A Multitude of Projects
With the food component included, Green Bronx Machine has now become a multitude of enthusiastic projects. “We have a wonderful ‘food for others’ area, which is an outdoor community garden, and 100 percent of the food grown goes to local soup kitchens,” Ritz said. “Ironically and somewhat sadly, many of my kids have either family members or someone they know who gets up to two meals a day at those shelters.
“We have local farmers’ markets where the kids are involved in entrepreneurial skills. And we have community days where we get parents and grandparents to come in and purchase food for pennies on the dollar that they can’t get locally in their own communities. And guess what? When they show up, we sign them up to vote; we have the local politicians come out. We surround them with a team of dedicated professionals and a continuum of services that are going to enrich their lives.”
Ritz is able to observe, on a daily basis, tremendous changes in the students in his charge. “My kids are all losing weight,” he reported. “They’re eating things that they’ve never eaten before. They’re getting critical nutrition where they need it most: in school. It affects their academic health, their social health and their physical health. My kids are getting exercise. But then you notice other things: you see a decrease in graffiti, in littering, in vandalism. I see kids aspiring to things and places that they’ve never aspired to before. As a teacher, that’s just wonderful.”
Beyond a Single Classroom
Ritz has taken his program well beyond his own classroom and even neighborhood. “I started this in Discovery High School,” he related. “I am now presently at Hyde Leadership Charter School, where I work. But I also affiliate to a number of other schools. Additionally I have kids that have graduated who are now pushing into more schools, doing my work—motivating teachers, motivating students, coming in and doing the technology piece. We’ve got a lot of little tentacles going on there. It’s become an organism with many arms.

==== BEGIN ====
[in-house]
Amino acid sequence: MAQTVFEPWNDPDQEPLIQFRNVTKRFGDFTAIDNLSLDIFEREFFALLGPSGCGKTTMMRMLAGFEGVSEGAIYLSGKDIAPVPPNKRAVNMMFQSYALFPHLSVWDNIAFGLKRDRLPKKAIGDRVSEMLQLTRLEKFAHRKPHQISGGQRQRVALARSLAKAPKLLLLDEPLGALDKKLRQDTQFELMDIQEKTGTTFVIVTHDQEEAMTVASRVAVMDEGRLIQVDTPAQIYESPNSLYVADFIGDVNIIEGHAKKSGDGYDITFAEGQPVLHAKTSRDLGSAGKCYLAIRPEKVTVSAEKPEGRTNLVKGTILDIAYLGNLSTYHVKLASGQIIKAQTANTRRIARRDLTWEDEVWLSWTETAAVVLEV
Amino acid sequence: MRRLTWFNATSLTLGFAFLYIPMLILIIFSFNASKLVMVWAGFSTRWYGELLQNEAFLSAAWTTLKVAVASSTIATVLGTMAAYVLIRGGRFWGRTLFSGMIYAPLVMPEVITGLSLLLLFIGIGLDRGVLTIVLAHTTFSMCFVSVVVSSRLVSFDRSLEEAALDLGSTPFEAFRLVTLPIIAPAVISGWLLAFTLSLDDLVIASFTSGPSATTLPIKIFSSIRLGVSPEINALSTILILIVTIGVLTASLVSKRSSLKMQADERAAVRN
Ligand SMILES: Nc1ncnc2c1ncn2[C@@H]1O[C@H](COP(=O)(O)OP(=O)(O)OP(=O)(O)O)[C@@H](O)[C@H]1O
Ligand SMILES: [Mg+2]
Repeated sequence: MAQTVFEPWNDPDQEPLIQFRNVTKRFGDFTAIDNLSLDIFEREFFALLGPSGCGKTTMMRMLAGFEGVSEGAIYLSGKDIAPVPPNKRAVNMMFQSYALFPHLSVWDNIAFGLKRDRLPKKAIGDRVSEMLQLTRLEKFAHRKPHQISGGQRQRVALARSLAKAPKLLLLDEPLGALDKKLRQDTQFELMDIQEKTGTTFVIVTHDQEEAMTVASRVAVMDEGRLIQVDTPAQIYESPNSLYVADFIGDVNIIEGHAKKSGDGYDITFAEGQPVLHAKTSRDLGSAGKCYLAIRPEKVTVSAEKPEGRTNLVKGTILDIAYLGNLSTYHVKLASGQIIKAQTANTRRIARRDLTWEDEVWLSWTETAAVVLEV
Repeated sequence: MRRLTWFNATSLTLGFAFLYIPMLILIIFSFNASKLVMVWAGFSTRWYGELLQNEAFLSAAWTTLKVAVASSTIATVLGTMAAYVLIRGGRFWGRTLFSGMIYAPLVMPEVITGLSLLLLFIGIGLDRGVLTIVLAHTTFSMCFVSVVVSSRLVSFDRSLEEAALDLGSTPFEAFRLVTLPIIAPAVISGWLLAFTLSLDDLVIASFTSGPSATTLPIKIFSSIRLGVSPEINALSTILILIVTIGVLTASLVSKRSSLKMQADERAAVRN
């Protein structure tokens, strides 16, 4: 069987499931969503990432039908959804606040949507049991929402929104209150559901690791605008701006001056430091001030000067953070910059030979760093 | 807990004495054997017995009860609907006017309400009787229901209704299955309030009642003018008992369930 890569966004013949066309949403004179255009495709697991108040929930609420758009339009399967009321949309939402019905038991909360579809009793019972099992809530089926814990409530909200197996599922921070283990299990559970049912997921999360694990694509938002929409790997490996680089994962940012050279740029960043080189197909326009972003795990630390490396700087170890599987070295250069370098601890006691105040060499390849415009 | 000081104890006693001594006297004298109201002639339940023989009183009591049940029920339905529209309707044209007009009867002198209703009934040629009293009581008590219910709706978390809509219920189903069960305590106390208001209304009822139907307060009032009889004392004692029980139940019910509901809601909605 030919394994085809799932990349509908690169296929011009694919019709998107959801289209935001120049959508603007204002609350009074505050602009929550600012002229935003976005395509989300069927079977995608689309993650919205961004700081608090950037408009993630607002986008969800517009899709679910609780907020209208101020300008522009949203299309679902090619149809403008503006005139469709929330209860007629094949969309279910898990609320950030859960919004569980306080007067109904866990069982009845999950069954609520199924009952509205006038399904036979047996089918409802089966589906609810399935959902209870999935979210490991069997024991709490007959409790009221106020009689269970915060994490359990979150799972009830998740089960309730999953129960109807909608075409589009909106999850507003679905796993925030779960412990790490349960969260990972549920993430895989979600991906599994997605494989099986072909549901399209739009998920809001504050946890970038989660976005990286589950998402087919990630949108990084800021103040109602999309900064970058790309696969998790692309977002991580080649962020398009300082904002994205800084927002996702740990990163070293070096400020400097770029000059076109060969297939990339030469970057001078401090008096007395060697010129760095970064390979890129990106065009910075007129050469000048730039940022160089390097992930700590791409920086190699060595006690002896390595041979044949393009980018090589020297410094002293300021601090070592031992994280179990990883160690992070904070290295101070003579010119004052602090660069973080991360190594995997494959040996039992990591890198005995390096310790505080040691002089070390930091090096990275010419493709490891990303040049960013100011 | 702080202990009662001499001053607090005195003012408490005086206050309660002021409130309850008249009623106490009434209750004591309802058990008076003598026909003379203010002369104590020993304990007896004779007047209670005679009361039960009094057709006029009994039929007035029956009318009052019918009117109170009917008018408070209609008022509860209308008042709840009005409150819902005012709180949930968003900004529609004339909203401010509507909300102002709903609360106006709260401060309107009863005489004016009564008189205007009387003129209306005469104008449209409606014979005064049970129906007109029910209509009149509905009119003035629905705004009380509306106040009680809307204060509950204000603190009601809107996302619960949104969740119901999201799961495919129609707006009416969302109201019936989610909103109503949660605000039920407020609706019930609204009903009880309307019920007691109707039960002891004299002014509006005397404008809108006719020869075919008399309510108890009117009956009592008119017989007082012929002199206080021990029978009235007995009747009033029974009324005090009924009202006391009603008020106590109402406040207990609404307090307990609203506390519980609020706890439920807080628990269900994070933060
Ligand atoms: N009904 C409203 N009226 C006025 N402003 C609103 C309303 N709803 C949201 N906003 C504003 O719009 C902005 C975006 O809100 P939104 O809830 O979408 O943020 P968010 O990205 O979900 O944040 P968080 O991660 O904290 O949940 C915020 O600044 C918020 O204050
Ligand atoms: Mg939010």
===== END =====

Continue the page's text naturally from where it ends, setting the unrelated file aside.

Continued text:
“I just installed a new year-round hydroponic garden at JVL Wildcat Academy, a second-opportunity school that has a culinary program. We’re looking at not only growing the food and integrating it right into the culinary program there, but also creating add-value products that kids are going to market. Hopefully there will be a Green Bronx Machine salsa coming to a market near you.
“Later on in the week I have a group of kids being invited to present at the Indoor Gardening Expo in San Francisco.”
Ritz’s publicity took a giant leap when he gave a TED talk last year—and now everyone wants to know the story. He is a frequent guest on radio programs and is a highly requested speaker. “The US Green Building Council became apprised of my work,” he said. “I became a national ambassador for this council, so I travel the country talking about what is possible.”
Disney, with their series Pass the Plate, just paid Ritz and Green Bronx Machine a visit to film them, and there is much more in the works.
Determination for Change
“At the end of the day, we are moving people who are ‘apart from’ to being ‘a part of’ and reclaiming neighborhoods and lives in ways that we’ve never imagined,” Ritz concluded. “That to me is just spectacular.
“There are those people who say you have to accept the things you cannot change. I am determined to change the things that I can no longer accept; that is, sick kids, poor diets and bad environments. These things are a lot easier to fix than people realize. It all starts with seeds and it all starts with classrooms.”